Originality matters, but what is originality?   Having an idea first?   Any schmo can have an idea.  Being the first to bring out the full potential in that idea? That’s more like it.  And what Donald E. Westlake, writing as Richard Stark, did with the ideas he’d gathered from many a quaint and curious volume of forgotten lore, mingled with his own personal experiences and perceptions, was to make all the previous incarnations seem quaint and curious by comparison.  Parker is far more than the sum of his parts, and that’s why he’s come to overshadow all his influences, whatever they may be.

But why did I bring up The Desperado?   Why did Westlake?   Remember what I said about how he points one way, but his eyes go another?   He also mentions the sequel to that book–A Noose For The Desperado.  I read that one too.  It seemed prudent to do so.  He was on the money, as usual–it’s an inferior sequel, that tries to resolve the protagonist’s conflicts, and somehow diminishes him in the process.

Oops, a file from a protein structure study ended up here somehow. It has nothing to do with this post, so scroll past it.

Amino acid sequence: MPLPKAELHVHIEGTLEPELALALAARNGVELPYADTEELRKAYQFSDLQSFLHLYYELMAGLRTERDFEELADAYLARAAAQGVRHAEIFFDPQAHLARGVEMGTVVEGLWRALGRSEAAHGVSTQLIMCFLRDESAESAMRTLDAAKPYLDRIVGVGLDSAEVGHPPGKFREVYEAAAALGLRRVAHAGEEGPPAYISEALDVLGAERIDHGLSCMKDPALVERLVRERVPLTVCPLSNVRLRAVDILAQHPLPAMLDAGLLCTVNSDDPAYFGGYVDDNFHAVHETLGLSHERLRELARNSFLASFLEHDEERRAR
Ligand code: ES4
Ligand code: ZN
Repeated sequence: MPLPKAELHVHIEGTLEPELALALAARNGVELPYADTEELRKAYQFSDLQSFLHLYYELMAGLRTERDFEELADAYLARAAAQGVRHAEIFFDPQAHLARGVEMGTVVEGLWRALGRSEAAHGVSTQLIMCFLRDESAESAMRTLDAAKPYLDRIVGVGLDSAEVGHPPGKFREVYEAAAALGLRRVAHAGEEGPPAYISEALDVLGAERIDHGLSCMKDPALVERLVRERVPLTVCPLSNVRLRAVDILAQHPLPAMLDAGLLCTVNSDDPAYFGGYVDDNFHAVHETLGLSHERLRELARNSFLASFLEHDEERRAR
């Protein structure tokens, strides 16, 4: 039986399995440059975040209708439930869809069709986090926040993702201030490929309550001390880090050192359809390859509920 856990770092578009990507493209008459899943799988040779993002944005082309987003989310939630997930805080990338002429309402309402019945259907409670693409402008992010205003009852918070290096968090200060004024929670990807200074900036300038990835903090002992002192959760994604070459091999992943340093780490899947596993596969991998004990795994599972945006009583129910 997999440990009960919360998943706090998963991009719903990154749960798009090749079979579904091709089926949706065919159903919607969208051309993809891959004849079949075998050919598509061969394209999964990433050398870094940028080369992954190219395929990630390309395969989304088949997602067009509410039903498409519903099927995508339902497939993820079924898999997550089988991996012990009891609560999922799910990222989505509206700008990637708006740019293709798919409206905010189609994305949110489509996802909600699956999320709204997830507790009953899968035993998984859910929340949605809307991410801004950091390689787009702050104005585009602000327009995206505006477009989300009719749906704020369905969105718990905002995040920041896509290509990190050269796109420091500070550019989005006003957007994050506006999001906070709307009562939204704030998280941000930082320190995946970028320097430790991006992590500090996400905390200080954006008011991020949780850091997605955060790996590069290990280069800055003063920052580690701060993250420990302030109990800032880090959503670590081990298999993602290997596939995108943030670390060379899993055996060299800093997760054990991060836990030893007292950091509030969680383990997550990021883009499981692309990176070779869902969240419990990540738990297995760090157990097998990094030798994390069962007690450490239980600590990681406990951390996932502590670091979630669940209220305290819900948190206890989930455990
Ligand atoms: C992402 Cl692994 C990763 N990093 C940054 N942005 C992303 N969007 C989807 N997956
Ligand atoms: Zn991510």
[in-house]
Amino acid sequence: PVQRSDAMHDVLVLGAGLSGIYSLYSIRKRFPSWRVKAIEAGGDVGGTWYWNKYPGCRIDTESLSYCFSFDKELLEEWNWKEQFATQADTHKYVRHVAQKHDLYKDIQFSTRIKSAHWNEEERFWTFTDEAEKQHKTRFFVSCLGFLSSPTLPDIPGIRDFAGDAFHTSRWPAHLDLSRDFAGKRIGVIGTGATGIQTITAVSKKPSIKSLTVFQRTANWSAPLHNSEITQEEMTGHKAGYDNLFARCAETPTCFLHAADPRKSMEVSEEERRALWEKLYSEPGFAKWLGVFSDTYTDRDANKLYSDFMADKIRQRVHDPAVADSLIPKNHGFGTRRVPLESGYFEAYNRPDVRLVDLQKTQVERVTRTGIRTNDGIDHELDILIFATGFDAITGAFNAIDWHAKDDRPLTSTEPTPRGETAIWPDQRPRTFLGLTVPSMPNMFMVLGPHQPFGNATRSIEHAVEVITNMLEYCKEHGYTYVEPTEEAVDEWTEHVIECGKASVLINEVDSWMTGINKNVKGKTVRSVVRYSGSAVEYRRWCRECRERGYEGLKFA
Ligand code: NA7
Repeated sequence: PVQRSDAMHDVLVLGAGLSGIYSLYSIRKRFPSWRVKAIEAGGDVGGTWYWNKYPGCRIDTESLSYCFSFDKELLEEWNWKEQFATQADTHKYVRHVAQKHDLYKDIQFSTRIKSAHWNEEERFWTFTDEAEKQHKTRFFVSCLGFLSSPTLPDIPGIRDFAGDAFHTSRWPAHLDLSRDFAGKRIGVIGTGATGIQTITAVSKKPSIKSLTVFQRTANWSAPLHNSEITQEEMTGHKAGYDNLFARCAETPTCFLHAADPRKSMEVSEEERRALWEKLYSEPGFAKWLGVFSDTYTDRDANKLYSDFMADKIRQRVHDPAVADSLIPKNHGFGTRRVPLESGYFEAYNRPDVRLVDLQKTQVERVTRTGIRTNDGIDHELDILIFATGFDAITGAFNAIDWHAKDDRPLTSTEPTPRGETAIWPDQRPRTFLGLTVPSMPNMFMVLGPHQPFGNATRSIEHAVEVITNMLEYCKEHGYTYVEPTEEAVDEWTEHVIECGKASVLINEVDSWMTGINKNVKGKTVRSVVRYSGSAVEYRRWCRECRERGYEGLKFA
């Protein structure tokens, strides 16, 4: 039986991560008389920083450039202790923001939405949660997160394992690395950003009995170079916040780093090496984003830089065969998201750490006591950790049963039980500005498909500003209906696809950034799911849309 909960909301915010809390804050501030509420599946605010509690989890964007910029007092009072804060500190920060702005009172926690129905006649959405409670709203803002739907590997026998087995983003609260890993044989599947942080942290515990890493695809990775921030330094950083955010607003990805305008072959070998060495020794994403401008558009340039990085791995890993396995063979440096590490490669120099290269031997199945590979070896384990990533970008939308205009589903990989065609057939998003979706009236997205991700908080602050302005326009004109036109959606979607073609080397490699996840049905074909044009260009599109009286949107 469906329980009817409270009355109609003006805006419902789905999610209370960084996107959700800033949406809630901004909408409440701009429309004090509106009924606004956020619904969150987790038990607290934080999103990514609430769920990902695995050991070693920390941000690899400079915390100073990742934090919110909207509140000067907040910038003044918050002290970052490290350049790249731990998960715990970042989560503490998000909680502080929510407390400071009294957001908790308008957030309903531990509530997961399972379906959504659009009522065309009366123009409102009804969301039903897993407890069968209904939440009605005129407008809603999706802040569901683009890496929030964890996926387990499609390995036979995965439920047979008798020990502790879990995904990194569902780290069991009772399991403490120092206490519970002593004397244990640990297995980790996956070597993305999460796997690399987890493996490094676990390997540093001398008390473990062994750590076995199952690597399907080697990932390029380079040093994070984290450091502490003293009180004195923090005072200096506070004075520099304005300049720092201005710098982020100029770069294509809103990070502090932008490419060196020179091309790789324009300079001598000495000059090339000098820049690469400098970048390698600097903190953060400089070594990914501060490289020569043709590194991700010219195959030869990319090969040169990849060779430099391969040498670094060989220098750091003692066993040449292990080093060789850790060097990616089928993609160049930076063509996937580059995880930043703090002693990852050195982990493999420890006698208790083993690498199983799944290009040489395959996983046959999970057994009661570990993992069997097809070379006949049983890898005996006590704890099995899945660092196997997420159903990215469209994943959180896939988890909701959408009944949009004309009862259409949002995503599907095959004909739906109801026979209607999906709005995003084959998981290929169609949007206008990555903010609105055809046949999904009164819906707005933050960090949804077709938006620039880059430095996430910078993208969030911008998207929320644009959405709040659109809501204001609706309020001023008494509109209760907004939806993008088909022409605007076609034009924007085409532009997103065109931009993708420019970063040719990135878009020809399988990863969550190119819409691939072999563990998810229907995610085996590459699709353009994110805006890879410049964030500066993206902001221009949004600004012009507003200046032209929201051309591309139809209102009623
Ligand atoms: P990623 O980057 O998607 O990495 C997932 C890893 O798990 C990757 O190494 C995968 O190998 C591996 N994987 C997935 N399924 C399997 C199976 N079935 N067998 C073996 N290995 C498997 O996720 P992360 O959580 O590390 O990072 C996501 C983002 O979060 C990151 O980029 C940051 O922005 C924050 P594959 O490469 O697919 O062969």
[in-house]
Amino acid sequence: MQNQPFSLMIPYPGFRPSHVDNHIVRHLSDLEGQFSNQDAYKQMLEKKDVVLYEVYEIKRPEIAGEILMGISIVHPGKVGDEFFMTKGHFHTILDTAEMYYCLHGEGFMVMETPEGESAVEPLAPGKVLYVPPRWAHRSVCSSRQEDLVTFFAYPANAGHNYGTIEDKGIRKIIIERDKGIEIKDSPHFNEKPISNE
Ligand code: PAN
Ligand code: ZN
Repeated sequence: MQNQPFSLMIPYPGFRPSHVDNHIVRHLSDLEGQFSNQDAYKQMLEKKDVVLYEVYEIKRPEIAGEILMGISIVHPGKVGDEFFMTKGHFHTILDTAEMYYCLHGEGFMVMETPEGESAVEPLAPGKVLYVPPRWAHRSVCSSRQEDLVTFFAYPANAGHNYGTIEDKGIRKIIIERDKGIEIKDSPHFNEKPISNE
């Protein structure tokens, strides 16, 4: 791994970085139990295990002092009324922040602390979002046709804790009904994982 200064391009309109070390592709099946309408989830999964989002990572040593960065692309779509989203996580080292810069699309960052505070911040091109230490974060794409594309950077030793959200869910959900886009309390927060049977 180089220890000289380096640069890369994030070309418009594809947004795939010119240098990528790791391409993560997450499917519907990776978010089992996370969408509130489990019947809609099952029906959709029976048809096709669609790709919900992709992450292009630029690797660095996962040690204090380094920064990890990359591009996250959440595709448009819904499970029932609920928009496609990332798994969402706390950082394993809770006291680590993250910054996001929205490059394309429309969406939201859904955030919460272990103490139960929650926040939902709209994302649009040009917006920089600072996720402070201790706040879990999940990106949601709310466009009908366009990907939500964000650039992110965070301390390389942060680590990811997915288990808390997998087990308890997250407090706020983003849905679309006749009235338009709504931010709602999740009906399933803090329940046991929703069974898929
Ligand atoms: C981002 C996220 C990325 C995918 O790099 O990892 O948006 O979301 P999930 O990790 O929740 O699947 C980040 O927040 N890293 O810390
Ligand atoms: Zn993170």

Few and far between are the writers who can follow a book like The Hunter with The Man With the Getaway Face.  And another twenty-two brilliant books after that.  The protagonist of Adams’ book was all used up by the end of the first story, and there was no reason to bring him back.  But even so, there’s a passage very early in it that made the hairs on the back of my neck stand up on end. Maybe it did the same for Westlake as well.  You tell me.